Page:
Does diachronic faith undermine perseverance and regeneration?
A reader asks whether adopting a Federal Vision-like perspective on faith and justification can stop there. Must it not logically lead us to deny the perseverance of the saints, and in turn the Reformed understanding of regeneration? I explain why I think this is broadly mistaken.
Works-righteousness: a square contractual peg in a round covenantal hole
In antiquity, the key distinction between contract and covenant was one of performance versus loyalty. This was widely understood and accepted; so how plausible is it that first century Judaism treated God’s covenant as a contract requiring performance, rather than as what it claimed to be—a covenant requiring personal fidelity?
Faith across time: is final justification unchristian?
Final justification does not add anything to the conditions of justification; nor does it entail that God grounds his verdict in our works rather than in his Son’s. On the contrary, final justification is on account of the very same faith that first joined us to Jesus and his vindication—and our works are a proper part of that faith.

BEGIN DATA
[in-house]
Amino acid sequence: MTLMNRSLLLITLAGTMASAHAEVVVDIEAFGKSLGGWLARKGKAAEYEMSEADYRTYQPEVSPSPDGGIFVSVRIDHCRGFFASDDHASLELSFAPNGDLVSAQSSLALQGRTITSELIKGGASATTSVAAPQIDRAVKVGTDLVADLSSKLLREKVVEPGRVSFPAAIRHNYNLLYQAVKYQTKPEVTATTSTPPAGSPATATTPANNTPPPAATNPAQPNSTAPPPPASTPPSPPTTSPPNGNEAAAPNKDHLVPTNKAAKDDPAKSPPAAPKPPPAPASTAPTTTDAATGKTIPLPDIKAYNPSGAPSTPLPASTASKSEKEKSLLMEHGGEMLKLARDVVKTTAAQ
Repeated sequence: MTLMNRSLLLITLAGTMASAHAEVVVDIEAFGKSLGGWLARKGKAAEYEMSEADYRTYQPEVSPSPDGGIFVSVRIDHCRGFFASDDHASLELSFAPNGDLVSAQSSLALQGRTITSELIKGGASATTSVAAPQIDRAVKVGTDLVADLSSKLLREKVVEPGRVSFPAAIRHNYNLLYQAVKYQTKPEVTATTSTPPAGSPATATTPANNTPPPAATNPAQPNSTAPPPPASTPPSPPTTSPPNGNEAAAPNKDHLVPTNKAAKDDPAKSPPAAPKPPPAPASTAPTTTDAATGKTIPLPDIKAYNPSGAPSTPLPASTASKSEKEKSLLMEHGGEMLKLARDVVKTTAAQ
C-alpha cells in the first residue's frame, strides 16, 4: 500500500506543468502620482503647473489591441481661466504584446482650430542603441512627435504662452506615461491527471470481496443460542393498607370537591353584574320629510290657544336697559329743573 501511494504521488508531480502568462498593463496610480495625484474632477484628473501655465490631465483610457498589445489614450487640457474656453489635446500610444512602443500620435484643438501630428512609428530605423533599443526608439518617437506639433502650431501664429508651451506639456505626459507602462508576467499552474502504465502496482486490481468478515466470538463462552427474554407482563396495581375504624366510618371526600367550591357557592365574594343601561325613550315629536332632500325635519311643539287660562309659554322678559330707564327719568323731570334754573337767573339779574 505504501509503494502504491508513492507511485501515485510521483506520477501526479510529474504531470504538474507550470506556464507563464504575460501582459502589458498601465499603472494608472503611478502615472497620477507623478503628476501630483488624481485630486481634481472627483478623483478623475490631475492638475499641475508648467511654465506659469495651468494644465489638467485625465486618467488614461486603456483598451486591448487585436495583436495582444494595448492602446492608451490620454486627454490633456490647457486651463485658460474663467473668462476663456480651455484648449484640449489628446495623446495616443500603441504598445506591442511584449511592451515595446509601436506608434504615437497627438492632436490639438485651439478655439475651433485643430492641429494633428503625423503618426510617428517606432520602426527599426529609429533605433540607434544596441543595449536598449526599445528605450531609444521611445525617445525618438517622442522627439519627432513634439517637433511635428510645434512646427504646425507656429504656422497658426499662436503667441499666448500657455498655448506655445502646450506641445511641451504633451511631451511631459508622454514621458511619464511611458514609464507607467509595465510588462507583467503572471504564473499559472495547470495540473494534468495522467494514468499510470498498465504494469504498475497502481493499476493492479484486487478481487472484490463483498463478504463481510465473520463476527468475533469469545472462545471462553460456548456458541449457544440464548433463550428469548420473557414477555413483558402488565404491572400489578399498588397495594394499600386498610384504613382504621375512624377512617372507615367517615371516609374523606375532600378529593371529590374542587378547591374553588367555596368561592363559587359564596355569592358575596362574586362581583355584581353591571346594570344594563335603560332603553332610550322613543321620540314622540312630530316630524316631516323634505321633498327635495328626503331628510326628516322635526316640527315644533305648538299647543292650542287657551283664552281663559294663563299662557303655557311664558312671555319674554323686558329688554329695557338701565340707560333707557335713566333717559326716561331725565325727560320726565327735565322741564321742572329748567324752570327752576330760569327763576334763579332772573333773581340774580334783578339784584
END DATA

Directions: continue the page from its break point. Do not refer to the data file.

Baptism as a pledge of allegiance
Baptism is (among other things) a public renouncement of one’s former enslavement to Satan and the other spiritual rulers of this present darkness, and a vow of fealty to the enthroned king, Jesus.
Is it right to ask God to forgive you again and again, when he has already forgiven you on the cross?
Short answer: yes, we should continually ask God for forgiveness.
Christianity, confidence, and certainty
We can have complete certainty in the existence of God, and a high degree of confidence in the truth of Christianity specifically. This is justified not only by philosophical, prophetical and historical arguments, but especially by the direct knowledge imparted by the Spirit of God.
The importance of emphasis
A brief reflection on how differently the faithful and the faithless construe the same commands.
On the atonement, part 6: unlimited satisfaction fails to actually accomplish redemption for anyone
Part 6 of 6, in which I consider and confute the objection that an unlimited satisfaction would not actually secure or guarantee salvation for anyone.
On the atonement, part 3: the objective grounds for faith
Part 3 of 6, in which I forward the argument that limited satisfaction undermines the assurance of salvation at exactly the times we most need it, by removing the objective grounds for faith.
The Magisterial Cypher
The sad story of a Catholic layman named Juan; a dedicated believer and amateur theologian, who gradually comes to realize that, as one of the laity, he is no more able to understand his religion than the peasants of the middle ages.